The Love Of Happiness: Brain Chemicals At Work

Medically reviewed by Nikki Ciletti, M.Ed, LPC
Updated April 17, 2024by BetterHelp Editorial Team

Happiness can be described as a mood, a feeling, or a state of mind. Depending on who’s defining it, you may see many words used to describe happiness, such as joy, contentment, satisfaction, pleasure, and delight. There can be equally as many explanations for why we feel happy, many of which have to do with complex biological processes. Current research tells us that our mood, energy levels, and an array of important systems in our bodies can be affected by our brain chemistry. This may mean that our happiness is often a product of a specific mix of chemicals, like hormones and neurotransmitters. Some of these can include endocannabinoids, dopamine, oxytocin, and endorphins. If you’re interested in experiencing more happiness in your daily life, consider trying online or in-person therapy.

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Why we experience happiness

Our brains and bodies are generally programmed to seek out comfort, satisfaction, reward, and many other feelings that can help us survive. Many of these experiences can also be involved in producing happiness. When we pursue these states, our brains often release various chemicals and compounds that can change our moods. For example, eating a satisfying meal often makes you feel content and nourished because of a chemical called dopamine. These biological processes may only be part of why we experience happiness, however. Happiness can also be affected by external circumstances like relationships and careers, physical health, mental health conditions, and a variety of other influences. 

The neuroscience of happiness: Important brain chemicals 

The numerous neurochemicals that can be produced naturally in our bodies often perform an array of essential functions, including controlling our mood. While we’re still learning about many of the functions and inner workings of these brain chemicals, we know that several of them can produce feelings related to relaxation, satisfaction, and pleasure.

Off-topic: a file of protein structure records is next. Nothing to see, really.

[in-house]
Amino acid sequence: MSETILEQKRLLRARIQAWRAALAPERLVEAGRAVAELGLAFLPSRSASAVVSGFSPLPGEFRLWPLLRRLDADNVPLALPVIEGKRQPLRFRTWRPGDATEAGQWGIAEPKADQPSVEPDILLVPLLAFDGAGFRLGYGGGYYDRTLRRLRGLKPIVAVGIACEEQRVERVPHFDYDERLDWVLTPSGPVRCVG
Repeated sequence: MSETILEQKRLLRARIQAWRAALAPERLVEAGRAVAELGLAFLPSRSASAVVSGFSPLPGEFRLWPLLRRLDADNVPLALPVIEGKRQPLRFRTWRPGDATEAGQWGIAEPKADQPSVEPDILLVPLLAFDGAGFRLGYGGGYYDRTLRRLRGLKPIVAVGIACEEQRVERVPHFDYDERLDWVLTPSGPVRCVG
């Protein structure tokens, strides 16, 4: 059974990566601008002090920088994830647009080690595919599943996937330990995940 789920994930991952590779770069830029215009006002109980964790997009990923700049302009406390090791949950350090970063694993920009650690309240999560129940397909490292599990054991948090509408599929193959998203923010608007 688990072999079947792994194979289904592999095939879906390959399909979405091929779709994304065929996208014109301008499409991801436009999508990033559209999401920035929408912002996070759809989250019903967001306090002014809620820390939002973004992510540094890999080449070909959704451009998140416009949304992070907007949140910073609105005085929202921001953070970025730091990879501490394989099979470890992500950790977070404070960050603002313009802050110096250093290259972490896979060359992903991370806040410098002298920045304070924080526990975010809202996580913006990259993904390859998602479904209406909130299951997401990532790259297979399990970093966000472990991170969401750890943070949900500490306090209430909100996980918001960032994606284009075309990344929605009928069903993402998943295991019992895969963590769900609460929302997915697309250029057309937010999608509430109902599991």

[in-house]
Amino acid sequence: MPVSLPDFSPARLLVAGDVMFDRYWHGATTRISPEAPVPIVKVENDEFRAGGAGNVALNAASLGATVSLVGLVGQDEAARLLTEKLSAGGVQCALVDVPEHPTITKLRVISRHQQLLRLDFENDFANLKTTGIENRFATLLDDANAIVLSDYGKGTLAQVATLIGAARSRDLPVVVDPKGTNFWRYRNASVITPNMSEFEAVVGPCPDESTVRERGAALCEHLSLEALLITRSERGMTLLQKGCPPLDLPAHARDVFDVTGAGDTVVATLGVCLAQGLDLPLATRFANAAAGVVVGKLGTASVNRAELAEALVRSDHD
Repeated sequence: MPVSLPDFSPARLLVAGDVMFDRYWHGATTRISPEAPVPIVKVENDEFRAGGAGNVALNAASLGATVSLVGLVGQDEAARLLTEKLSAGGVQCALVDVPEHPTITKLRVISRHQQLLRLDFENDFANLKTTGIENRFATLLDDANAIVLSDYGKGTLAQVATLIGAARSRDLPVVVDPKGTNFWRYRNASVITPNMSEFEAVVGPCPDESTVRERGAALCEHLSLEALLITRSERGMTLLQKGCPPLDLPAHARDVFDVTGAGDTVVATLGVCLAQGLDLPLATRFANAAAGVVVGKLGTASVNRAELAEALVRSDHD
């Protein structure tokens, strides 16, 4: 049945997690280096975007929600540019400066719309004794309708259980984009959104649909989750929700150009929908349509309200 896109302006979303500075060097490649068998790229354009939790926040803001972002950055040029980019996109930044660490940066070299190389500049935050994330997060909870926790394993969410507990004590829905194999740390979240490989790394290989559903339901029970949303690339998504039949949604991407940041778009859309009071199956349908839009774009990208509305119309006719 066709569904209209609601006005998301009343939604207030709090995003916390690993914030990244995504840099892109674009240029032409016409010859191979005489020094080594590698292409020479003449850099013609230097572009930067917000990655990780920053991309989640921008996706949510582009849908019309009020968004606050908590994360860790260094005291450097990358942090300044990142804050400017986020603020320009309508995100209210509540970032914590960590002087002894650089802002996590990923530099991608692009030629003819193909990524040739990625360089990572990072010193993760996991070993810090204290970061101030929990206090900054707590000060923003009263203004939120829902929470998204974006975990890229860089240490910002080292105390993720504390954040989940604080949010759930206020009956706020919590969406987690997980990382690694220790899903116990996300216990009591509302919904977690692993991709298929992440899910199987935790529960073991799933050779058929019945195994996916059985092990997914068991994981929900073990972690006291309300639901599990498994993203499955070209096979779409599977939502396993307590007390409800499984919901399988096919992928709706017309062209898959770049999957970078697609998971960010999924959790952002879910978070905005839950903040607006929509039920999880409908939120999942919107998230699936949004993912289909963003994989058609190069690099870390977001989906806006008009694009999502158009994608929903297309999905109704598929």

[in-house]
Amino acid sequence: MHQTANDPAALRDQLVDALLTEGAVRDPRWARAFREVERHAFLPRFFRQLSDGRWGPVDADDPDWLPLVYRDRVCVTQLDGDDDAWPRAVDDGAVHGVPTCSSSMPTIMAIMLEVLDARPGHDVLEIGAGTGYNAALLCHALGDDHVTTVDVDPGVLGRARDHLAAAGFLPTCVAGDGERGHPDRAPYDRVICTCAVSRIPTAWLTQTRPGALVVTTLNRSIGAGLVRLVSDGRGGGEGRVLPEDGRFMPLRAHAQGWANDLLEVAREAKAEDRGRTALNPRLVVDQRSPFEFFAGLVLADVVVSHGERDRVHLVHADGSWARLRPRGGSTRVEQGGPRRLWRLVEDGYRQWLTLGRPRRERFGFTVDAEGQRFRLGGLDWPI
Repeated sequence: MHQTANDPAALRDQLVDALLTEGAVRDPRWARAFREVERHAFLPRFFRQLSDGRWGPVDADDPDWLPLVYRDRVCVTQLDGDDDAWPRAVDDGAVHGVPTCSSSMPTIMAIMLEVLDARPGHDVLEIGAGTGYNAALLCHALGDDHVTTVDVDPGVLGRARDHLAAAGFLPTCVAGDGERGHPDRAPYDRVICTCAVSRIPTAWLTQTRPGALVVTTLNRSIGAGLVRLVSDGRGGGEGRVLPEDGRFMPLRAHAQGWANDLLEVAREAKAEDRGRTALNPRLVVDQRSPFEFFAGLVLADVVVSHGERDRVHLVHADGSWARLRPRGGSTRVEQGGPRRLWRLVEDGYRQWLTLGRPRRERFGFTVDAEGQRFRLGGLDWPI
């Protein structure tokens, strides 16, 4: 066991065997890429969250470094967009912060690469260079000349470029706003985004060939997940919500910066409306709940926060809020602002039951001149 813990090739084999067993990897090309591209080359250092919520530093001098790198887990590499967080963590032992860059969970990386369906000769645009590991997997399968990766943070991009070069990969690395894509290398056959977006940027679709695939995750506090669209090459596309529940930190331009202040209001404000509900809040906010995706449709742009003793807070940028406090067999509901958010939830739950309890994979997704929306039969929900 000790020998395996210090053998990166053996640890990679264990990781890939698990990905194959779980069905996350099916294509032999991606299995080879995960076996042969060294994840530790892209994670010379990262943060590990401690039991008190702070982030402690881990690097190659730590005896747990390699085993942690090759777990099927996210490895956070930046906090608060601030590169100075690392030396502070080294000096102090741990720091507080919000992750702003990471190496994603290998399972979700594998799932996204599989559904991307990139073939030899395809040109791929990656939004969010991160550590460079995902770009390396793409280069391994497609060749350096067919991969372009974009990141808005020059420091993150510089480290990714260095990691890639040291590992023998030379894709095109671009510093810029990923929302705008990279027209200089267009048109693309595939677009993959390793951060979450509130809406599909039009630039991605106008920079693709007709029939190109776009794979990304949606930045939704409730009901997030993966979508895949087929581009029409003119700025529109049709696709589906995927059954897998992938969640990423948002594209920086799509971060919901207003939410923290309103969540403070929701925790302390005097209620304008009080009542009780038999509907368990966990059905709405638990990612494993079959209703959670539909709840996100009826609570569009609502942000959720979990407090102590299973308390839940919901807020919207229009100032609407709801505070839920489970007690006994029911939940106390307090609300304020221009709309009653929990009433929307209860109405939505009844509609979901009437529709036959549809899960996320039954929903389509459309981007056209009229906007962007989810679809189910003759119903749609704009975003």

1. Endocannabinoids

Endocannabinoids are sometimes called “bliss molecules” because of their calming effects. These neurotransmitters usually work on the CB-1 and CB-2 receptors of the endocannabinoid system, which is generally responsible for numerous functions, including our ability to process emotions. Endocannabinoids can help moderate stress, increase pleasure, and improve our overall mood, all of which may contribute to increased happiness.  

2. Dopamine

Dopamine is a neurotransmitter, or a molecule used to transport impulses in the brain, that's usually seen as part of our reward system. Dopamine is often released when we feel satisfaction or pleasure. For example, when you set a goal, achieve it, and experience a reward, you may experience a rush of dopamine that likely makes you feel happy. 

3. Oxytocin

Whenever you are touching, cuddling with, or becoming intimate with someone, your body typically releases oxytocin. Oxytocin is often known as the bonding molecule. It can be directly linked to human connection and may be partially responsible for our feelings of trust and loyalty. When you're separated from a loved one, your oxytocin level often goes down, which can leave you with a longing feeling. In addition to touch, eye contact is thought to stimulate the production of oxytocin. Studies also show that oxytocin can increase in dogs and people when they look at one another

4. Endorphins

Endorphins can be defined as peptides that are usually released during periods of stress to help us exercise self-control and decrease pain. The body can also produce endorphins when we exercise, have sex, and even laugh. Endorphins typically produce a pain-relieving effect similar to that of morphine, which is likely how they got their name (endogenous morphine—endorphin). The pituitary gland and the hypothalamus can produce endorphins, which normally resemble opiates in their chemical structure.


Another neurotransmitter typically found in the central nervous system is gamma-aminobutyric acid (GABA). Producing a moderating effect on stress-inducing brain activity, GABA may have anti-anxiety properties that can calm us down. This is likely why common anti-anxiety drugs, like alprazolam, work by stimulating GABA receptors. While there can be foods and supplements that contain GABA, researchers aren’t sure that their consumption will have beneficial effects due to a possible inability to cross the blood-brain barrier.